Global Evolutions
Nutraceutical Sales, Consumer Commitment Up

Nutraceutical Sales, Consumer Commitment Up

<p>The global nutraceutical market is expected to reach a market share of USD $241.1 billion in 2019 with a five-year compound annual growth rate (CAGR) of 7 percent. This growth may be in part due to consumer commitment to taking vitamins.</p>

The global nutraceutical market is expected to reach a market share of USD $241.1 billion in 2019 with a five-year compound annual growth rate (CAGR) of 7 percent, according to a report from BCC Research.

This growth may be in part due to consumer commitment to taking vitamins, as a recent survey from the Council for Responsible Nutrition (CRN) reported almost half of Americans are adding vitamins to their healthy habits list in 2015.

The survey, conducted online in December 2014 by Harris Poll on behalf of CRN, asked more than 2,000 U.S. adults to select health and wellness habits they are committing to in 2015, and “taking vitamins" made the top five (47 percent), along with drinking enough water (72 percent), eating healthy/healthier in general (66 percent), getting more physically active (62 percent) and getting more sleep (49 percent).

Robert Sanders, executive vice president, home and health practice leader, IRI, echoed these findings when he noted consumers view nutrition products as an overall part of healthy lifestyle. In a video interview with INSIDER, he noted the supplement consumer spans many demographics, but they are all looking for value and varied product offerings.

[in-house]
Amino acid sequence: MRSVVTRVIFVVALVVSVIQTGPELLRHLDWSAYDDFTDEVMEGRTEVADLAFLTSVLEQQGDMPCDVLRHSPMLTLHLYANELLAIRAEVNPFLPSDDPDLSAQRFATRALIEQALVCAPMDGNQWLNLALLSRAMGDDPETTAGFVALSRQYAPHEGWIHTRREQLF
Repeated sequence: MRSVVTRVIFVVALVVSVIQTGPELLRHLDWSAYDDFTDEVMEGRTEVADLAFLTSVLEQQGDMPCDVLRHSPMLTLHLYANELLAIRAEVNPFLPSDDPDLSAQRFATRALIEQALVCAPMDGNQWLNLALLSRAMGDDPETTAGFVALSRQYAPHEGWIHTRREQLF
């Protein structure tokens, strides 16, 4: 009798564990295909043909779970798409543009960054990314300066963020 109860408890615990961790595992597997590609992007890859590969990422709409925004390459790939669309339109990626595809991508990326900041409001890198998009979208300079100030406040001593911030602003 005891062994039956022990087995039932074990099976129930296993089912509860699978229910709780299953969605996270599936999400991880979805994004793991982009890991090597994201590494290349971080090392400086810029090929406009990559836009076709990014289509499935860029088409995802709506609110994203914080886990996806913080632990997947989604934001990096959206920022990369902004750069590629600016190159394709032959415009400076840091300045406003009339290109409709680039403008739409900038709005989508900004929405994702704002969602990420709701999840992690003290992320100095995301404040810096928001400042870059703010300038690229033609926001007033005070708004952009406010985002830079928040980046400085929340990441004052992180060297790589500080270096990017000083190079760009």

Supplement brands have listened to consumer demand, as Sanders noted supplement sales have had an average annual growth of about 5 percent during the past four years, with is about 4.5 times greater than CPGs (consumer packaged goods) in general. Plus, he noted, “We believe there will be more growth if consumers can be convinced to take them in a more regimented manner."

With increased commitment to taking supplements, it makes sense that nutraceutical sales are increasing. But, as Sanders noted, to get to that next level, brands may need to offer different types of products—from tablets to foods and beverages—to ensure every type of consumer has incentive to add them to their daily routine.

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